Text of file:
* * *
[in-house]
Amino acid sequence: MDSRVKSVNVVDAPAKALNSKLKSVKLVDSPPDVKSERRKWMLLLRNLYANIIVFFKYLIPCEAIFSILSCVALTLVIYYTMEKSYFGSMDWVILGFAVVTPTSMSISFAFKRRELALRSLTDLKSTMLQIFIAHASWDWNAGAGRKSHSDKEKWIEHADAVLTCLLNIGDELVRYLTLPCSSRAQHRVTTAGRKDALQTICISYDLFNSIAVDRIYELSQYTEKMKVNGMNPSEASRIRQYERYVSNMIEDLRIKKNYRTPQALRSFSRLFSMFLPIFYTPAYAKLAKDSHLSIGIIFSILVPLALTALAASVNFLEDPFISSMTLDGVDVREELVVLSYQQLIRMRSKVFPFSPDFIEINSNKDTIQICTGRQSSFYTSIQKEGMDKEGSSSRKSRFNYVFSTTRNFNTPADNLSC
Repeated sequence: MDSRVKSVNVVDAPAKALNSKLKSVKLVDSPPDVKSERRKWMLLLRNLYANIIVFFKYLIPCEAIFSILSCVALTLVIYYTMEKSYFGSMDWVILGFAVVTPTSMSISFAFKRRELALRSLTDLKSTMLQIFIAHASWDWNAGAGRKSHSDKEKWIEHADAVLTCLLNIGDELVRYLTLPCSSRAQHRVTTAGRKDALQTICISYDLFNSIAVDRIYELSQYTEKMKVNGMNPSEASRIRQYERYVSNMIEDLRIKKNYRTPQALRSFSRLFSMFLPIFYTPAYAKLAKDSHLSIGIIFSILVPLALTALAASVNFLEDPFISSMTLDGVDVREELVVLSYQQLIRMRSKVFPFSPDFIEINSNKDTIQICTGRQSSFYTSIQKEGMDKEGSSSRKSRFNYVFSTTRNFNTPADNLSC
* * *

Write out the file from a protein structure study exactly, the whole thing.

[in-house]
Amino acid sequence: MDSRVKSVNVVDAPAKALNSKLKSVKLVDSPPDVKSERRKWMLLLRNLYANIIVFFKYLIPCEAIFSILSCVALTLVIYYTMEKSYFGSMDWVILGFAVVTPTSMSISFAFKRRELALRSLTDLKSTMLQIFIAHASWDWNAGAGRKSHSDKEKWIEHADAVLTCLLNIGDELVRYLTLPCSSRAQHRVTTAGRKDALQTICISYDLFNSIAVDRIYELSQYTEKMKVNGMNPSEASRIRQYERYVSNMIEDLRIKKNYRTPQALRSFSRLFSMFLPIFYTPAYAKLAKDSHLSIGIIFSILVPLALTALAASVNFLEDPFISSMTLDGVDVREELVVLSYQQLIRMRSKVFPFSPDFIEINSNKDTIQICTGRQSSFYTSIQKEGMDKEGSSSRKSRFNYVFSTTRNFNTPADNLSC
Repeated sequence: MDSRVKSVNVVDAPAKALNSKLKSVKLVDSPPDVKSERRKWMLLLRNLYANIIVFFKYLIPCEAIFSILSCVALTLVIYYTMEKSYFGSMDWVILGFAVVTPTSMSISFAFKRRELALRSLTDLKSTMLQIFIAHASWDWNAGAGRKSHSDKEKWIEHADAVLTCLLNIGDELVRYLTLPCSSRAQHRVTTAGRKDALQTICISYDLFNSIAVDRIYELSQYTEKMKVNGMNPSEASRIRQYERYVSNMIEDLRIKKNYRTPQALRSFSRLFSMFLPIFYTPAYAKLAKDSHLSIGIIFSILVPLALTALAASVNFLEDPFISSMTLDGVDVREELVVLSYQQLIRMRSKVFPFSPDFIEINSNKDTIQICTGRQSSFYTSIQKEGMDKEGSSSRKSRFNYVFSTTRNFNTPADNLSC